2 NOAA announced today
that an international team of coral
reef experts has reported that high sea surface temperatures
in 1998 have affected almost all species of corals, leading to
unprecedented global coral bleaching and mortality.
Corals live on the upper edge
of their temperature tolerance, with high temperatures directly
damaging them. This means that the increase by about 2 degrees
Celsius predicted by the Intergovernmental Panel on Climate
Change for the next 50 years would pose a serious threat. The
1998 bleaching event may have far-reaching negative consequences
for human health and economies that depend on biodiversity, fisheries,
tourism and shore protection provided by coral reefs.
The group of experts, attending
the International Tropical Marine Ecosystems Management Symposium
conference in Townsville, Queensville, at Australia's Great Barrier
Reef, also reported that associated reef invertebrates have been
affected by warmer sea temperatures. Loss of some corals more
than 1000 years old indicates the severity of this event.
"Managers and scientists from around the globe are particularly
concerned about this past year's unprecedented, global bleaching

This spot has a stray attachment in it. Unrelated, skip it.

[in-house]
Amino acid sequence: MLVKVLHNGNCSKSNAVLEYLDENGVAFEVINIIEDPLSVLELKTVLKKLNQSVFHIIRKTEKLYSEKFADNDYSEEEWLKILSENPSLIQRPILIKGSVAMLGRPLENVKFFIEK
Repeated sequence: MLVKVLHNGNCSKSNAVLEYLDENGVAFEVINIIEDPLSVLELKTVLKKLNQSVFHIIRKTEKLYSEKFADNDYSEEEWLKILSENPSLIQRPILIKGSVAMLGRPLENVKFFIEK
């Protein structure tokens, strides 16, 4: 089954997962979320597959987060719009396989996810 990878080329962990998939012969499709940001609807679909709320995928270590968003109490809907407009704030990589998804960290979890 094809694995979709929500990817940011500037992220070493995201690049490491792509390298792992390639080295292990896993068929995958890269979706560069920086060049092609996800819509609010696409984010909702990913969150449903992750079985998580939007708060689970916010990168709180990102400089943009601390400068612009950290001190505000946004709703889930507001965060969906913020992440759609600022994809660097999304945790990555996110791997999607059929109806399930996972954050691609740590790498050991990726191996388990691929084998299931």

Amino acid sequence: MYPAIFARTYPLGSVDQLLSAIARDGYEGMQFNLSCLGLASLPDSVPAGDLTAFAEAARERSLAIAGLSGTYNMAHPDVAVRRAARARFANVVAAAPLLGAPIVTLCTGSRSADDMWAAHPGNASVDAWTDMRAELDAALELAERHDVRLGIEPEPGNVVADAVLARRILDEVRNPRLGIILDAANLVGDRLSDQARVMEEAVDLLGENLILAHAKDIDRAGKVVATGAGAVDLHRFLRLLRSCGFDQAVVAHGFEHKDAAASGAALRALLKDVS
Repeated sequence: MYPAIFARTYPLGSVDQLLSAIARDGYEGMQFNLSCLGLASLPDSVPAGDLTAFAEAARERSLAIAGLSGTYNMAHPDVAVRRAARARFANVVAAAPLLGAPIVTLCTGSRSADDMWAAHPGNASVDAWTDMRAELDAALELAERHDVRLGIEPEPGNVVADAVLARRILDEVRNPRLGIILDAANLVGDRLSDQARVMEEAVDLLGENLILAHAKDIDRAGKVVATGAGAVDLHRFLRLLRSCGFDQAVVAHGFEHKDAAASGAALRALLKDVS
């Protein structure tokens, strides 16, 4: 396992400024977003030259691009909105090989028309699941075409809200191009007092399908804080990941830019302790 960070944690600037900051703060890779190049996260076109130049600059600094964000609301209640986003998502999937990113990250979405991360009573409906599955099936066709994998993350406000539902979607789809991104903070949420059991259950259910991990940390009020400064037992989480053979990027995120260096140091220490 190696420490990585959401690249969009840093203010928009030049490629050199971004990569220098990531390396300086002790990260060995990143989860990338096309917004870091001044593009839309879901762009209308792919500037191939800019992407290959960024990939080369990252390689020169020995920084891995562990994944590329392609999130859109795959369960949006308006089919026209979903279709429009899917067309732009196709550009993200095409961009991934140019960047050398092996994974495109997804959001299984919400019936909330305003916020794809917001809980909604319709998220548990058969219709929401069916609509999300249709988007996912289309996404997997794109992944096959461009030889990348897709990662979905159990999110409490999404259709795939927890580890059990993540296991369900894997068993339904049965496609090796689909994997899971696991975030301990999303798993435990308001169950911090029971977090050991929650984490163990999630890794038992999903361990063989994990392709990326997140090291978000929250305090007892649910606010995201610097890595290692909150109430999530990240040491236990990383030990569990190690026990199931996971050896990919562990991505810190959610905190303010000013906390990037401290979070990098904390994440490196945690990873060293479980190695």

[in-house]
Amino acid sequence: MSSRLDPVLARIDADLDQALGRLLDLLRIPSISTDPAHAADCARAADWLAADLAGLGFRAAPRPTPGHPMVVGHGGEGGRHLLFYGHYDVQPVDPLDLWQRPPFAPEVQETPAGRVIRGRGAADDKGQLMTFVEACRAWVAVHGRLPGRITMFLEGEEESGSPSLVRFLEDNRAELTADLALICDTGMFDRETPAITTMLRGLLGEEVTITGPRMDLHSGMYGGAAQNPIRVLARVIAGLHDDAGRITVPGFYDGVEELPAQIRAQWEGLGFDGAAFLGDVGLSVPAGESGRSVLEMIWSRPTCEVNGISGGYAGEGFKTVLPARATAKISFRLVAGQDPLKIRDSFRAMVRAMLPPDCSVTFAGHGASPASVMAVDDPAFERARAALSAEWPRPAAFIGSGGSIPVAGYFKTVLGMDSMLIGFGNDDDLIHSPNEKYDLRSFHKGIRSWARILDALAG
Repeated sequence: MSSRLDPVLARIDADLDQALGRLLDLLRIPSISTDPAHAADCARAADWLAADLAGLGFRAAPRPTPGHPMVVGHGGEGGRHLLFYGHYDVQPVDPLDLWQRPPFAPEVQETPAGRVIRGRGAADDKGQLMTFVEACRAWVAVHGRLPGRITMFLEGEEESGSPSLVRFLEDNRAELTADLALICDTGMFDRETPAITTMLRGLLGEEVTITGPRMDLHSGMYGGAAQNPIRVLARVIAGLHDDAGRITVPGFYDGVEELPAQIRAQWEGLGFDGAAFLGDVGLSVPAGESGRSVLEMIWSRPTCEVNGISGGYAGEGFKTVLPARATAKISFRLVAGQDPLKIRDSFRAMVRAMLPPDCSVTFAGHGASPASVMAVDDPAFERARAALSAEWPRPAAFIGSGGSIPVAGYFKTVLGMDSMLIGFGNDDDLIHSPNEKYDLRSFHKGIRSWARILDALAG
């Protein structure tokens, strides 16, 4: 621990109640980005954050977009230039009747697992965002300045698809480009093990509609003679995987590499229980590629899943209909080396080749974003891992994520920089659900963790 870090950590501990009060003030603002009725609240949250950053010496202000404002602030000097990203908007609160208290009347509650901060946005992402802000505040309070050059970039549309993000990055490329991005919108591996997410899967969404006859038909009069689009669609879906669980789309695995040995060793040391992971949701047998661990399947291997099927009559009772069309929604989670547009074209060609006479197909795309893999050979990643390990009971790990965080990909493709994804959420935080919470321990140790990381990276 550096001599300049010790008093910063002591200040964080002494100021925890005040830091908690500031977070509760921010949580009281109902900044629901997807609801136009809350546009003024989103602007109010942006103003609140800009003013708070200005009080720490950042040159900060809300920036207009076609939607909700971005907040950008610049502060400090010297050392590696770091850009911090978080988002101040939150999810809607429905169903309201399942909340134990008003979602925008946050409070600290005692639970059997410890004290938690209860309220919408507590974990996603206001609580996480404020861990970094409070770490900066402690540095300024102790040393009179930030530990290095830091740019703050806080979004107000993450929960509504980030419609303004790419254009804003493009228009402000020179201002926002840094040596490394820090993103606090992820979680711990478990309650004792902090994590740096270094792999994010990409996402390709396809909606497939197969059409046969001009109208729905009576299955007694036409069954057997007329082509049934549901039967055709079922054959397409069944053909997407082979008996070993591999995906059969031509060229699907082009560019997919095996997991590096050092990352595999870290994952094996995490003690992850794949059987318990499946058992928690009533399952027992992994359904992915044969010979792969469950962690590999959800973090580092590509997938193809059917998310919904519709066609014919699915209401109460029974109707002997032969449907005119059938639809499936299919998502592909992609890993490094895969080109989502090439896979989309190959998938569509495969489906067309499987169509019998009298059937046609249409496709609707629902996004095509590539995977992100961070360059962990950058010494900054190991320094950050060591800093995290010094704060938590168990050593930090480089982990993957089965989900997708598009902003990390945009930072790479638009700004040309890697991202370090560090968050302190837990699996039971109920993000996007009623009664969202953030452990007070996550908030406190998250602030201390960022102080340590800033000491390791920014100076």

episode," said D. James Baker, NOAA administrator. "The
bleaching and mortality rate may even worsen in the years ahead.
This serves as a wake-up call for more research and monitoring
to help protect these valuable coral reef ecosystems."
Global coral bleaching and die-off
was unprecedented in 1998 in geographic extent, depth, and severity.
Although the effects were uneven and patchy, the only major reef
region spared from coral bleaching appears to be the Central
Pacific. In some parts of the Indian Ocean, mortality is as high
as 90 percent.
Reefs in the Maldives, Sri Lanka,
Kenya, and Tanzania were devastated, with shallow reefs looking
like graveyards. Many reefs in Southeast Asia have been similarly
affected. Countries worst hit were Japan, Taiwan, Philippines,
Vietnam, Thailand, Singapore, Indonesia and the islands of Palau.
This will impact severely on the livelihoods of millions of people.
Current projections of global
warming suggest there could be increased frequency of coral bleaching
and coral mortality.
The meeting concluded that this
is a matter of particular concern for dozens of developing nations,
especially tropical small islands, because healthy coral reefs
are crucial to their inhabitants' economic and social survival.
Alan Strong, a NOAA oceanographer,
has tracked sea surface temperatures and coral reef events worldwide
and was part of the team reporting the unprecedented results
for 1998. He is working with Australian scientists to develop
future research collaboration with NOAA using satellites and
buoys more effectively in coral reef studies. Strong said that
an international conference is being planned for Hawaii in June
1999 to help assess and stimulate further satellite research
Maps showing twice-weekly distributions
of hot spots are available at:
Movie/animations are posted at:
Maps showing the annual distribution
of bleaching from 1969 through 1997 are posted at: http://www.fas.harvard.edu/~goreau